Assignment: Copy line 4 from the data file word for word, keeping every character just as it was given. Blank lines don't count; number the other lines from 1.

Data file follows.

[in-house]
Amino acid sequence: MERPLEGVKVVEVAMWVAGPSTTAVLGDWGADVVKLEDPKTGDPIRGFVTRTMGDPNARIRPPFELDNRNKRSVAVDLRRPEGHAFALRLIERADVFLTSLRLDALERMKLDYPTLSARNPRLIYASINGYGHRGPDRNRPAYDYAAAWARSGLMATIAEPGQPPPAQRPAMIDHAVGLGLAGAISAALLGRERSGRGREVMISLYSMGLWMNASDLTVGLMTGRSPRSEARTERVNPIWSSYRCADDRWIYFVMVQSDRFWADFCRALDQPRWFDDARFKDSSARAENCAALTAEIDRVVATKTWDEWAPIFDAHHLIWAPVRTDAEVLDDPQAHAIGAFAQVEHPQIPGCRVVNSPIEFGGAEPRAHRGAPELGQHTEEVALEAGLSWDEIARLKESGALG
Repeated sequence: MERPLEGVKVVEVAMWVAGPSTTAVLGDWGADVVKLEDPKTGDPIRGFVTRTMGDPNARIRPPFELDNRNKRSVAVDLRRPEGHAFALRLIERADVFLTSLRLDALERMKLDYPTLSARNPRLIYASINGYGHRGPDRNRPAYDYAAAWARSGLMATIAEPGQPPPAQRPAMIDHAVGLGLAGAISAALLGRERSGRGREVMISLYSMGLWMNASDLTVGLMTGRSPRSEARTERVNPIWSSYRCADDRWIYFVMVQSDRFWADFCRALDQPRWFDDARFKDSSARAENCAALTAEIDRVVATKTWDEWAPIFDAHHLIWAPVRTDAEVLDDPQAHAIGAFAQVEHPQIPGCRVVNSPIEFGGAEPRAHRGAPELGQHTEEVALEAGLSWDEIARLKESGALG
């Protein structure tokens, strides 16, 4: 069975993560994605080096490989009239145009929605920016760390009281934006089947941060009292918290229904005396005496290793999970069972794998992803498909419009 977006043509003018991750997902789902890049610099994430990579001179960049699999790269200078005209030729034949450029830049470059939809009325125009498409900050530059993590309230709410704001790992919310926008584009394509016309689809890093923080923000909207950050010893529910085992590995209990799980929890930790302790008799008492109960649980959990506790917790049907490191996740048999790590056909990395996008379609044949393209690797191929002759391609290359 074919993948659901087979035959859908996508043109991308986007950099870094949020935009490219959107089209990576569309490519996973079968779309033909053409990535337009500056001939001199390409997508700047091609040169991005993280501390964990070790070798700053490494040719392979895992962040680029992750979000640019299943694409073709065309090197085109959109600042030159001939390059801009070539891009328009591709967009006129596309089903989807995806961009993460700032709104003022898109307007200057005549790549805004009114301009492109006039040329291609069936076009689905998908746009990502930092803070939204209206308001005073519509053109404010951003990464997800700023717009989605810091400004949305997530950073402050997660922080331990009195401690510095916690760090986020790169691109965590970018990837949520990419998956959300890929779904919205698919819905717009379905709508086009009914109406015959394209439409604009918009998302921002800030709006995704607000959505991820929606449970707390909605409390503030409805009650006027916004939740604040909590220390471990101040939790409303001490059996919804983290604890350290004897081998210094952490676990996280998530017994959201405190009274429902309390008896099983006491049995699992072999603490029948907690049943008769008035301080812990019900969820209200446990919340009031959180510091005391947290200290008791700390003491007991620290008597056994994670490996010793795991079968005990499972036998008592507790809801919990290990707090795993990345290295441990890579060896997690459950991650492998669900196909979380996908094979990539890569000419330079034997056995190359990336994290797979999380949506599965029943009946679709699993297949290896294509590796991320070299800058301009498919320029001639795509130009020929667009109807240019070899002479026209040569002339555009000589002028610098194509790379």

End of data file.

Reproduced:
């Protein structure tokens, strides 16, 4: 069975993560994605080096490989009239145009929605920016760390009281934006089947941060009292918290229904005396005496290793999970069972794998992803498909419009 977006043509003018991750997902789902890049610099994430990579001179960049699999790269200078005209030729034949450029830049470059939809009325125009498409900050530059993590309230709410704001790992919310926008584009394509016309689809890093923080923000909207950050010893529910085992590995209990799980929890930790302790008799008492109960649980959990506790917790049907490191996740048999790590056909990395996008379609044949393209690797191929002759391609290359 074919993948659901087979035959859908996508043109991308986007950099870094949020935009490219959107089209990576569309490519996973079968779309033909053409990535337009500056001939001199390409997508700047091609040169991005993280501390964990070790070798700053490494040719392979895992962040680029992750979000640019299943694409073709065309090197085109959109600042030159001939390059801009070539891009328009591709967009006129596309089903989807995806961009993460700032709104003022898109307007200057005549790549805004009114301009492109006039040329291609069936076009689905998908746009990502930092803070939204209206308001005073519509053109404010951003990464997800700023717009989605810091400004949305997530950073402050997660922080331990009195401690510095916690760090986020790169691109965590970018990837949520990419998956959300890929779904919205698919819905717009379905709508086009009914109406015959394209439409604009918009998302921002800030709006995704607000959505991820929606449970707390909605409390503030409805009650006027916004939740604040909590220390471990101040939790409303001490059996919804983290604890350290004897081998210094952490676990996280998530017994959201405190009274429902309390008896099983006491049995699992072999603490029948907690049943008769008035301080812990019900969820209200446990919340009031959180510091005391947290200290008791700390003491007991620290008597056994994670490996010793795991079968005990499972036998008592507790809801919990290990707090795993990345290295441990890579060896997690459950991650492998669900196909979380996908094979990539890569000419330079034997056995190359990336994290797979999380949506599965029943009946679709699993297949290896294509590796991320070299800058301009498919320029001639795509130009020929667009109807240019070899002479026209040569002339555009000589002028610098194509790379």